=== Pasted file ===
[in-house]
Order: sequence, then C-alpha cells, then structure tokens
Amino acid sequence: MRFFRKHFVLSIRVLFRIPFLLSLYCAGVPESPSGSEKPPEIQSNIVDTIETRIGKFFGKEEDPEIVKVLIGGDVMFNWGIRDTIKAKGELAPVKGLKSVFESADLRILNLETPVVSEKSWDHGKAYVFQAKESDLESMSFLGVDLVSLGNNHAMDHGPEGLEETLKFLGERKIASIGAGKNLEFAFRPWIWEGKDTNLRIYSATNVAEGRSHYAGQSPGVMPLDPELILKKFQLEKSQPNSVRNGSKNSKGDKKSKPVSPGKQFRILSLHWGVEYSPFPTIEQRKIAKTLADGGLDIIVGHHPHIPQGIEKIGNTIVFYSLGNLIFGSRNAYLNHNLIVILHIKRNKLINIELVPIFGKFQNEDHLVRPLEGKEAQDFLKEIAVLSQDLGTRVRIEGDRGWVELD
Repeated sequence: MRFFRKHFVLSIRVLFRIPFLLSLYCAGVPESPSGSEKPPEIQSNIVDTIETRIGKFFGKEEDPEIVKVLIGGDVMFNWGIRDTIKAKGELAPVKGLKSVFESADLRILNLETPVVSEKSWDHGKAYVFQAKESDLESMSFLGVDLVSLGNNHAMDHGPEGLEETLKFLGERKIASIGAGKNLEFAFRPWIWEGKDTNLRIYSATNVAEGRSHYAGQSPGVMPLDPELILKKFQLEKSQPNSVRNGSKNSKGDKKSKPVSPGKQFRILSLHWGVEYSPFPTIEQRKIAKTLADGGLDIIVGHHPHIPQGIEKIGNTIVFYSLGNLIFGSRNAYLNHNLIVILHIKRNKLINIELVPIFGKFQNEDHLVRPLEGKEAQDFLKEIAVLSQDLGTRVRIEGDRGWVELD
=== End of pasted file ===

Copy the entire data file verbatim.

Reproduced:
[in-house]
Order: sequence, then C-alpha cells, then structure tokens
Amino acid sequence: MRFFRKHFVLSIRVLFRIPFLLSLYCAGVPESPSGSEKPPEIQSNIVDTIETRIGKFFGKEEDPEIVKVLIGGDVMFNWGIRDTIKAKGELAPVKGLKSVFESADLRILNLETPVVSEKSWDHGKAYVFQAKESDLESMSFLGVDLVSLGNNHAMDHGPEGLEETLKFLGERKIASIGAGKNLEFAFRPWIWEGKDTNLRIYSATNVAEGRSHYAGQSPGVMPLDPELILKKFQLEKSQPNSVRNGSKNSKGDKKSKPVSPGKQFRILSLHWGVEYSPFPTIEQRKIAKTLADGGLDIIVGHHPHIPQGIEKIGNTIVFYSLGNLIFGSRNAYLNHNLIVILHIKRNKLINIELVPIFGKFQNEDHLVRPLEGKEAQDFLKEIAVLSQDLGTRVRIEGDRGWVELD
Repeated sequence: MRFFRKHFVLSIRVLFRIPFLLSLYCAGVPESPSGSEKPPEIQSNIVDTIETRIGKFFGKEEDPEIVKVLIGGDVMFNWGIRDTIKAKGELAPVKGLKSVFESADLRILNLETPVVSEKSWDHGKAYVFQAKESDLESMSFLGVDLVSLGNNHAMDHGPEGLEETLKFLGERKIASIGAGKNLEFAFRPWIWEGKDTNLRIYSATNVAEGRSHYAGQSPGVMPLDPELILKKFQLEKSQPNSVRNGSKNSKGDKKSKPVSPGKQFRILSLHWGVEYSPFPTIEQRKIAKTLADGGLDIIVGHHPHIPQGIEKIGNTIVFYSLGNLIFGSRNAYLNHNLIVILHIKRNKLINIELVPIFGKFQNEDHLVRPLEGKEAQDFLKEIAVLSQDLGTRVRIEGDRGWVELD